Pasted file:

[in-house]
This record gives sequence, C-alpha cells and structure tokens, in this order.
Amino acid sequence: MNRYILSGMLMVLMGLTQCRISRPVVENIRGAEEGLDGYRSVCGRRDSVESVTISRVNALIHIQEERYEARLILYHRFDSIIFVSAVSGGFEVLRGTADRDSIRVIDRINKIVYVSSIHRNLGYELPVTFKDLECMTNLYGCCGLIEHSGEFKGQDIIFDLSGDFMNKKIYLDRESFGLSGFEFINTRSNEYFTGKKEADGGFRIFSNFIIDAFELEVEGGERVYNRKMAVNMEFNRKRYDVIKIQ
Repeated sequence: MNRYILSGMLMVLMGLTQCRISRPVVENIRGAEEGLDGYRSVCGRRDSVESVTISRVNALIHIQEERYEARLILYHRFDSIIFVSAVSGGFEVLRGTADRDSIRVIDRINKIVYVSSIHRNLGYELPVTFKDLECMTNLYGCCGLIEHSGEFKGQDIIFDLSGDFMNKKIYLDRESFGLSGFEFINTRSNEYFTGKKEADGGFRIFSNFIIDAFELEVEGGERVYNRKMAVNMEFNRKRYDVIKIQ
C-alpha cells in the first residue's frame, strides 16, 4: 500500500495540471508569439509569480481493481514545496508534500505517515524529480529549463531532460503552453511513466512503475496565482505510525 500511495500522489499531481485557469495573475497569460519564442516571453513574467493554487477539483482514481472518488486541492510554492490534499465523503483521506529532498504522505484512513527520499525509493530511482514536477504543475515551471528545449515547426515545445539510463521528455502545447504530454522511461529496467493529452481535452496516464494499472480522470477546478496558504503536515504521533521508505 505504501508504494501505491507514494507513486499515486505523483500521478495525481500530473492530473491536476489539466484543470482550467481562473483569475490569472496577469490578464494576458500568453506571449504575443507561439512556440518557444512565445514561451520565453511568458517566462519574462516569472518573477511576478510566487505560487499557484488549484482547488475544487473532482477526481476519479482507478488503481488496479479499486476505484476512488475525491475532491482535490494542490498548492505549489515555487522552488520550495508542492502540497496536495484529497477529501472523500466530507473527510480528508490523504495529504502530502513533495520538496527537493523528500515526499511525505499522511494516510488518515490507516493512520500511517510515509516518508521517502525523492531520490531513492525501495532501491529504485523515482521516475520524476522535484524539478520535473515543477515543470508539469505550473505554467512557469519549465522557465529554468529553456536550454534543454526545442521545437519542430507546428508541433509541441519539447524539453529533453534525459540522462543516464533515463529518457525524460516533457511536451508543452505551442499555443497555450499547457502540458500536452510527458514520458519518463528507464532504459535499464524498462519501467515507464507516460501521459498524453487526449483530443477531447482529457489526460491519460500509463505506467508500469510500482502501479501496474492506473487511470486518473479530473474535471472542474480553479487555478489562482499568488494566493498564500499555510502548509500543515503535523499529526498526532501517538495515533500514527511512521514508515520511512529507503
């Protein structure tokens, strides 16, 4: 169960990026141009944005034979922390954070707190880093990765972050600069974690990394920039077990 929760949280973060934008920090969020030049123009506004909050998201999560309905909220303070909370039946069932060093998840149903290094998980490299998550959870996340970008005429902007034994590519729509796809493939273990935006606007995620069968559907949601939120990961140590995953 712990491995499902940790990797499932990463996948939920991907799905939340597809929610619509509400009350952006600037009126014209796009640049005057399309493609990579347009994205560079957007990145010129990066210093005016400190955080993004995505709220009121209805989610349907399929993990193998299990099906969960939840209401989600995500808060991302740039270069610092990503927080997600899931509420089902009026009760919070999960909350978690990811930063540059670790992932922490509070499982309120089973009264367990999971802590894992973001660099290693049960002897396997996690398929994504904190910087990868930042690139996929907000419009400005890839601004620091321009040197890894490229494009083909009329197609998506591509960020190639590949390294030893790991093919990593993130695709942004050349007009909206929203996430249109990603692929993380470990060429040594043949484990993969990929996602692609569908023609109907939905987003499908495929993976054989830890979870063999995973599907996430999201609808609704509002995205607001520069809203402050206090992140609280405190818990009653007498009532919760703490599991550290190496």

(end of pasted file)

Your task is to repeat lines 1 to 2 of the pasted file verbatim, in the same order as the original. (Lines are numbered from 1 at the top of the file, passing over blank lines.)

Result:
[in-house]
This record gives sequence, C-alpha cells and structure tokens, in this order.